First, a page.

The Grimsel pass (2,164 m, summit sign 2,165 m) connects the cantons of Valais to the south and Bern to the north; it crosses the continental divide between the Mediterranean Sea and the North Sea.
It’s part of the most famous routes – or round trips – of the Alps and is combined with the Furka pass, which it ‘meets’ in Gletsch in most of those.
There’s a loop with the Susten pass (north), or with the Nufenen and Gotthard passes (south).
Depending on where you start, Andermatt, Airolo or Wassen, and which direction you go, clock- or anticlockwise, you can combine them in several ways, in different order of appearance for each.
More info on the various loops is to be found on for instance the pages of the Alpenbrevet.
I did the Silver version, or north loop, of that in 2019, albeit that I started in Wassen and finished in Andermatt, forfeiting the descend back from there to Wassen.
(These routes do change to start in either Andermatt or Wassen, so the Silver Tour may well be with the south loop some other year…)
Oberwald / Gletsch
It has the first 6+ kilometers – until Gletsch – in common with the Furka pass. If you come down from the Furka, the ‘natural’ route would be to turn (right) in Gletsch.
From Oberwald, the Furka is 12.2 kilometers long, with an altitude gain of 798 meters, or an average of 6.5%.
The second half, from Gletsch is slightly more difficult at 6.8%, but the views are such, that you’ll hardly feel it 🙂
Leaving Oberwald, you’ll climb out of the valley through a tree covered area over a distance of about 4 kilometers (average around 7%).
Once you pass a short tunnel, the view opens up and you’ll see the Grimsel switching left to right in front and above you.
Some 1.5 kilometers further, you might be lucky enough to see the train go through the spiral tunnel, before you take on the final stretch to Gletsch.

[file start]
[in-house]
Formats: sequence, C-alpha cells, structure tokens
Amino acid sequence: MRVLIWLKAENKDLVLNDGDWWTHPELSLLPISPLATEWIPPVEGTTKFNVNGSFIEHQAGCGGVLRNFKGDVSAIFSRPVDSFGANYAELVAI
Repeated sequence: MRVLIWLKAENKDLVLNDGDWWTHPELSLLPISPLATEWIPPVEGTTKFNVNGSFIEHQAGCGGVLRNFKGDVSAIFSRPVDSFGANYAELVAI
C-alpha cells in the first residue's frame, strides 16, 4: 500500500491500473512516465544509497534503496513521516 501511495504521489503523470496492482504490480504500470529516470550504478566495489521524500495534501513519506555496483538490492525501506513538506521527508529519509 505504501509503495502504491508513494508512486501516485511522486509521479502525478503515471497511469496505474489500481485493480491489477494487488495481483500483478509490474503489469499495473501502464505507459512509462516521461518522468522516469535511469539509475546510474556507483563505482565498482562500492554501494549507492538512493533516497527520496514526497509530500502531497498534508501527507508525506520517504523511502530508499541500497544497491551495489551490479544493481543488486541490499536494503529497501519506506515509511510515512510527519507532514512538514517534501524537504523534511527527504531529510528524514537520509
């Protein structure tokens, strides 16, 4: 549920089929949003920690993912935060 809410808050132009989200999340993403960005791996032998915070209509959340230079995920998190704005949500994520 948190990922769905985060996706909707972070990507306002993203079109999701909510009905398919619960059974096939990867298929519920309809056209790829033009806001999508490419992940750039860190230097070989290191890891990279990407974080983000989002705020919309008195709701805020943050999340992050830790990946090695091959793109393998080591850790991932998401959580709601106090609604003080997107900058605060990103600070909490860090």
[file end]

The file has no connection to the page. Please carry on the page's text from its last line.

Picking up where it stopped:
By the time you’ve reached Gletsch, you have climbed 389 meters, averaging 6.3% over the 6.2 kilometers – the extra distance from Oberwald to Gletsch is certainly not a freebie.
Once you leave Gletsch, the part with the most jaw dropping views awaits you.
From switchback to switchback, you’ll see more of the Grimsel and the valley towards Oberwald, but the Furka climbing up the slopes on the opposite side is also a spectacle to watch.
The combined view of two major passes winding up a high mountain, is something I have not experienced anywhere else so far…
At the summit, there is a restaurant – aptly called ‘Grimselblick’ – and a real tourist attraction, the Crystal cavern and Marmot park. I didn’t bother to go in there, but the summit was crowded with Chinese tourists when I got there – must really be some attraction then…
Meiringen / Innertkirchen
In Innertkirchen, the road to the Susten Pass goes left, but the Grimsel continues towards Guttannen, located at 1,057 meters.
Entering Guttannen, you’ll have gained 432 meters, over a distance of 8.4 kilometers or an average of 5.1%. Other than the painfully steep, but very short section at 12%, this is a good warm up 🙂
The total length of the climb from Innertkirchen is 26.7 kilometers, with an elevation gain of 1,538 meters (5.8%).
As usual, this average doesn’t mean a lot: the final 10 kilometers the average rises to 6.9%, but that’s only because of the near flat section(s) – the rest of it throws between 8 and 10% at you…
Beyond Guttannen, the road passes a pair of short tunnels to Handegg (1,378 m) – if you’re interested, this is where the lower station of the Gelmerbahn funicular, the steepest in Switzerland, is located.
Past Handegg, you’ll go through a series of hairpins and a long tunnel (850 m long, which at 8, 9% will take you a while to pass, but it’s well lit) to the Räterichsbodensee reservoir.
Less than 2 km further on, you’ll reach the Grimselsee reservoir and the Grimsel Hospice (altitude 1,980 m).
When I came down from the summit, I was so stunned by the view from a little higher up, I stopped the descend and just wanted to sit down and stay there.
So, as you’ll be climbing through the final hairpins, you’ll have chance to enjoy that while actually moving 🙂
As mentioned above, there is, among other things, a restaurant at the summit.
As mentioned in the introduction, I tackled this end during my ‘Tour de Suisse 2019’, from Innertkirchen, following the descent of the Süsten – report on that trip here.